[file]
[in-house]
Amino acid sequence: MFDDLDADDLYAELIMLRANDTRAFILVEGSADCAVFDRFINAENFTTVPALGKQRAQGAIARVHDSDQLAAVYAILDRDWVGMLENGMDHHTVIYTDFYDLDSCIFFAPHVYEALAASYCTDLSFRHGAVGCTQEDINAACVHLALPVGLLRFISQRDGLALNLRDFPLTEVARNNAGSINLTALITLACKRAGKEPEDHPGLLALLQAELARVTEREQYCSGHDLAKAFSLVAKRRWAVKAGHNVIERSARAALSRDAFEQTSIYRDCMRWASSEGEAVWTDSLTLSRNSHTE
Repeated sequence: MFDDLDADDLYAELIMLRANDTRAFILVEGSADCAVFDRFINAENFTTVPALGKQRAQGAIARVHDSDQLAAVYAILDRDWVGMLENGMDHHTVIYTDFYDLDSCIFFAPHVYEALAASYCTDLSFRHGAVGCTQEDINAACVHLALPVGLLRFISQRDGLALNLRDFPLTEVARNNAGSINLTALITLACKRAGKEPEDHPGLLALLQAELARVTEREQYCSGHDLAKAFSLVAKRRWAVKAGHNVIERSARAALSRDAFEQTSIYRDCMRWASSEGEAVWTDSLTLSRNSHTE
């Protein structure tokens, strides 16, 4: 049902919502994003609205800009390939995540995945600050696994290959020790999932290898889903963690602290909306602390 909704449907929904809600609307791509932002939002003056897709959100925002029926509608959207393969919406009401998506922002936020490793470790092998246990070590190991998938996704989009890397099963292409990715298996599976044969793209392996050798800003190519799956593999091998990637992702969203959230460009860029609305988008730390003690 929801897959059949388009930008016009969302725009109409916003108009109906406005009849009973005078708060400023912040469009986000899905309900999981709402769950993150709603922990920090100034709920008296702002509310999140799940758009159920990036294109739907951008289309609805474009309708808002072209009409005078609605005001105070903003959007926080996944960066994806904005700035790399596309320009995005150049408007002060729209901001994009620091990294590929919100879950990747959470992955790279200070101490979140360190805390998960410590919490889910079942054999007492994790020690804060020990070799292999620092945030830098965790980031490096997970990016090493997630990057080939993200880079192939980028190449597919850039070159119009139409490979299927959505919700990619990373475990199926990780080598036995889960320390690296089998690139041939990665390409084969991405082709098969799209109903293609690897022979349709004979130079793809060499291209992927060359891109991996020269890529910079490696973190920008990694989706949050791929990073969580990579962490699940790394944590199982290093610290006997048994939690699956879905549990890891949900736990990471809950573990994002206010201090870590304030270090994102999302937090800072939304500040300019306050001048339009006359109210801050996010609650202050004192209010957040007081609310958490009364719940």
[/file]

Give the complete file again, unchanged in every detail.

[in-house]
Amino acid sequence: MFDDLDADDLYAELIMLRANDTRAFILVEGSADCAVFDRFINAENFTTVPALGKQRAQGAIARVHDSDQLAAVYAILDRDWVGMLENGMDHHTVIYTDFYDLDSCIFFAPHVYEALAASYCTDLSFRHGAVGCTQEDINAACVHLALPVGLLRFISQRDGLALNLRDFPLTEVARNNAGSINLTALITLACKRAGKEPEDHPGLLALLQAELARVTEREQYCSGHDLAKAFSLVAKRRWAVKAGHNVIERSARAALSRDAFEQTSIYRDCMRWASSEGEAVWTDSLTLSRNSHTE
Repeated sequence: MFDDLDADDLYAELIMLRANDTRAFILVEGSADCAVFDRFINAENFTTVPALGKQRAQGAIARVHDSDQLAAVYAILDRDWVGMLENGMDHHTVIYTDFYDLDSCIFFAPHVYEALAASYCTDLSFRHGAVGCTQEDINAACVHLALPVGLLRFISQRDGLALNLRDFPLTEVARNNAGSINLTALITLACKRAGKEPEDHPGLLALLQAELARVTEREQYCSGHDLAKAFSLVAKRRWAVKAGHNVIERSARAALSRDAFEQTSIYRDCMRWASSEGEAVWTDSLTLSRNSHTE
């Protein structure tokens, strides 16, 4: 049902919502994003609205800009390939995540995945600050696994290959020790999932290898889903963690602290909306602390 909704449907929904809600609307791509932002939002003056897709959100925002029926509608959207393969919406009401998506922002936020490793470790092998246990070590190991998938996704989009890397099963292409990715298996599976044969793209392996050798800003190519799956593999091998990637992702969203959230460009860029609305988008730390003690 929801897959059949388009930008016009969302725009109409916003108009109906406005009849009973005078708060400023912040469009986000899905309900999981709402769950993150709603922990920090100034709920008296702002509310999140799940758009159920990036294109739907951008289309609805474009309708808002072209009409005078609605005001105070903003959007926080996944960066994806904005700035790399596309320009995005150049408007002060729209901001994009620091990294590929919100879950990747959470992955790279200070101490979140360190805390998960410590919490889910079942054999007492994790020690804060020990070799292999620092945030830098965790980031490096997970990016090493997630990057080939993200880079192939980028190449597919850039070159119009139409490979299927959505919700990619990373475990199926990780080598036995889960320390690296089998690139041939990665390409084969991405082709098969799209109903293609690897022979349709004979130079793809060499291209992927060359891109991996020269890529910079490696973190920008990694989706949050791929990073969580990579962490699940790394944590199982290093610290006997048994939690699956879905549990890891949900736990990471809950573990994002206010201090870590304030270090994102999302937090800072939304500040300019306050001048339009006359109210801050996010609650202050004192209010957040007081609310958490009364719940």